Branching out

Wright State changes model for recruiting international students

Wright State has expanded its efforts to increase the diversity of its international student population.

Wright State University has expanded its recruiting of international students, a move that promises to increase the diversity of foreign students on campus.

Instead of deploying recruiters from Wright State as was done in the past, the university has partnered with two recruiting organizations — one based in India and one in Turkey.

“When you use recruiters in your office, it requires a massive budget to keep them abroad,” said William Holmes, associate vice provost for international affairs. “You can’t do it very effectively.”

In the past, Wright State had large numbers of students from India and Saudi Arabia. The university is now trying to increase numbers from other countries.

Holmes said that for years Wright State put a majority of eggs in one basket and one college — recruiting students from India to attend the College of Engineering and Computer Science.

“By bringing on a full-time person in India, that gives us an opportunity to focus on different regions of India and different academic areas,” he said. “And Turkey is very centrally located to go anywhere. The recruiters are opening doors for us that we simply could not open ourselves.”

Michelle Streeter-Ferrari, director of the University Center for International Education, said the new recruiting model is a big change from the past.

“It helps us be more aware of trends with international students overseas,” she said. “That is something that is going to be very helpful for us.”

There are 597 international students representing 59 different countries currently attending Wright State. There are 236 students from India, 143 students from Saudi Arabia and 53 students from China.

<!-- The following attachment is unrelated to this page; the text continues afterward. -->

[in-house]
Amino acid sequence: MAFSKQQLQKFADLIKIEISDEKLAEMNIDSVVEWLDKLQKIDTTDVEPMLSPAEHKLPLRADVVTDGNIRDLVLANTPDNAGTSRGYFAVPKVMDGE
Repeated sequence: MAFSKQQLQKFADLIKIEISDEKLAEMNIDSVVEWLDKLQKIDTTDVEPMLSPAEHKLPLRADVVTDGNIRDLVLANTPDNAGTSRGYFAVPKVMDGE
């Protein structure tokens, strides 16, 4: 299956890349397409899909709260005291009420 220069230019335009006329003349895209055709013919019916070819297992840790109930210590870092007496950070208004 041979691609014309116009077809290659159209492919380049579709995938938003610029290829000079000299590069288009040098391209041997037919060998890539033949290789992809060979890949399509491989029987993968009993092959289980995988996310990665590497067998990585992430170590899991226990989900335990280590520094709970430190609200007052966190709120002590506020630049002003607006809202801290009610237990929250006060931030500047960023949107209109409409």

There are already signs that diversity is on the rise. For the first time, Wright State has a degree-seeking student from Azerbaijan, an undergraduate computer science student from Ukraine and a student from Brunei, a tiny island nation in the southwest Pacific Ocean.

Recruiter Carl Holtman is based in Turkey but responsible for recruiting in every country except India. A major focus is the former Soviet Union, Ukraine, Turkey and central Asia. But he also recruits in the Middle East, North Africa and Japan.

Holtman recruited the first degree-seeking student to Wright State from Azerbaijan, a computer science major.

Holtman often promotes Wright State to students with disabilities since the university is nationally known and ranked for its accessibility. He recruited a student from Turkey who is working on her master’s degree in neuroscience. The student graduated at the top of her class in Turkey but had limited opportunities there to study neuroscience. Turkish media outlets are following the student’s experience at Wright State.

Because of a genetic disease, the student uses a wheelchair to get around, Holtman said. “She wants to pursue neuroscience so she can study that disease and go back to Turkey to help other people,” he said.

Apoorv Singhal recruits for Wright State in India. His strategy is to sell specific Wright State programs such as business and nursing. He has recruited several students who are studying pharmacology and toxicology.

Wright State is also recruiting in new regions of India instead of just the south, where many students are interested in engineering.

“If you recruit in different parts of India, you are going to get more students who are interested in the sciences or business,” said Streeter-Ferrari. “We’re seeing students going into different programs such as some of the sciences that we hadn’t seen before.”

Streeter-Ferrari said a greater diversity of international students ultimately helps Wright State students who don’t study abroad.

“It’s automatically an important part of international education because you are internationalizing the classroom,” she said.

Holtman has been in Turkey for 16 years but spent many years in Cincinnati. He tells potential international students the benefits of Wright State’s location such as its low cost of living and welcoming environment. It is also a good place to learn English because Midwesterners have a neutral accent.

“If potential students are in business and want to study marketing, there is no better place than southwestern Ohio because we are a microcosm of the U.S.,” he said. “This is a test market. You can be right in the middle of the laboratory.”

Holtman also extolls the virtues of the University Honors Program. He says Wright State’s program is arguably better than Ivy League programs because of the individual attention students receive from professors instead of graduate assistants.

Holmes said Wright State is focusing on recruiting undergraduate international students because they will be at the university longer than graduate students and many will live on campus.

“They create an international feel on campus,” he said.

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